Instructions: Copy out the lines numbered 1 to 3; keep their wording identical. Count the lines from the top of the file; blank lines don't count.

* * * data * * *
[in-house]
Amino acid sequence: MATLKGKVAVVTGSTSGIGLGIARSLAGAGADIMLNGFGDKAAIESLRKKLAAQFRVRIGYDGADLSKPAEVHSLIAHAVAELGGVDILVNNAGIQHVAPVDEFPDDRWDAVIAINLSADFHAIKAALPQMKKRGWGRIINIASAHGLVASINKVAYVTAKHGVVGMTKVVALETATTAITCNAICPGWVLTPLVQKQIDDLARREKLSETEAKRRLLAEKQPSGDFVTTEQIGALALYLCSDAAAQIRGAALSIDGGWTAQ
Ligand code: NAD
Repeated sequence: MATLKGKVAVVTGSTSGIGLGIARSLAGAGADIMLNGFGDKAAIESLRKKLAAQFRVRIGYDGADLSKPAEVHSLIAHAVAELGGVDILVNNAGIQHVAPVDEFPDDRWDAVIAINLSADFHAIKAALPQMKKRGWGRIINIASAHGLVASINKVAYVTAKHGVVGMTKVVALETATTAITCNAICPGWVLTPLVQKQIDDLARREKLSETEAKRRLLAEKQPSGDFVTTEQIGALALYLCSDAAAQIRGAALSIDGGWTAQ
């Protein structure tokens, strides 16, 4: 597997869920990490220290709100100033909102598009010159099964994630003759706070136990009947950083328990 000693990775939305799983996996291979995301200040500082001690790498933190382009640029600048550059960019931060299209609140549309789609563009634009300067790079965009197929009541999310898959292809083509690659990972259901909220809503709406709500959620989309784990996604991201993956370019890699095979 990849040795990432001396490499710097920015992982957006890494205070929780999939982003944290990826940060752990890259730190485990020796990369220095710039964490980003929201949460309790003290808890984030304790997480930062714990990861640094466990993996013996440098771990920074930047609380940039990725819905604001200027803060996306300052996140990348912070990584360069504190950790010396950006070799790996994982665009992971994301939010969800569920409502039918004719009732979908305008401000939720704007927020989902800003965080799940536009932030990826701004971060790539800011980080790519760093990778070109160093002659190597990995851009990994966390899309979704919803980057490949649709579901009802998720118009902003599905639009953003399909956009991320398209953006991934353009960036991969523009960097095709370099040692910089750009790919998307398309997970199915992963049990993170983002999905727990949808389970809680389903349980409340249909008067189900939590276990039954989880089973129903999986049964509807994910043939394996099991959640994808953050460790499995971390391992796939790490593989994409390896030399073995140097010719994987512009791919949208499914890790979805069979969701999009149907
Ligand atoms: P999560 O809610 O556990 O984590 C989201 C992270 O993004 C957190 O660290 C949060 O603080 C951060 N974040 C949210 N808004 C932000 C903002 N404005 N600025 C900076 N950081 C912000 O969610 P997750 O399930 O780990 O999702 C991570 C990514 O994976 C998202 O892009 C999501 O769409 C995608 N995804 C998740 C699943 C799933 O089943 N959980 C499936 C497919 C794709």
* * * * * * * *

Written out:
[in-house]
Amino acid sequence: MATLKGKVAVVTGSTSGIGLGIARSLAGAGADIMLNGFGDKAAIESLRKKLAAQFRVRIGYDGADLSKPAEVHSLIAHAVAELGGVDILVNNAGIQHVAPVDEFPDDRWDAVIAINLSADFHAIKAALPQMKKRGWGRIINIASAHGLVASINKVAYVTAKHGVVGMTKVVALETATTAITCNAICPGWVLTPLVQKQIDDLARREKLSETEAKRRLLAEKQPSGDFVTTEQIGALALYLCSDAAAQIRGAALSIDGGWTAQ
Ligand code: NAD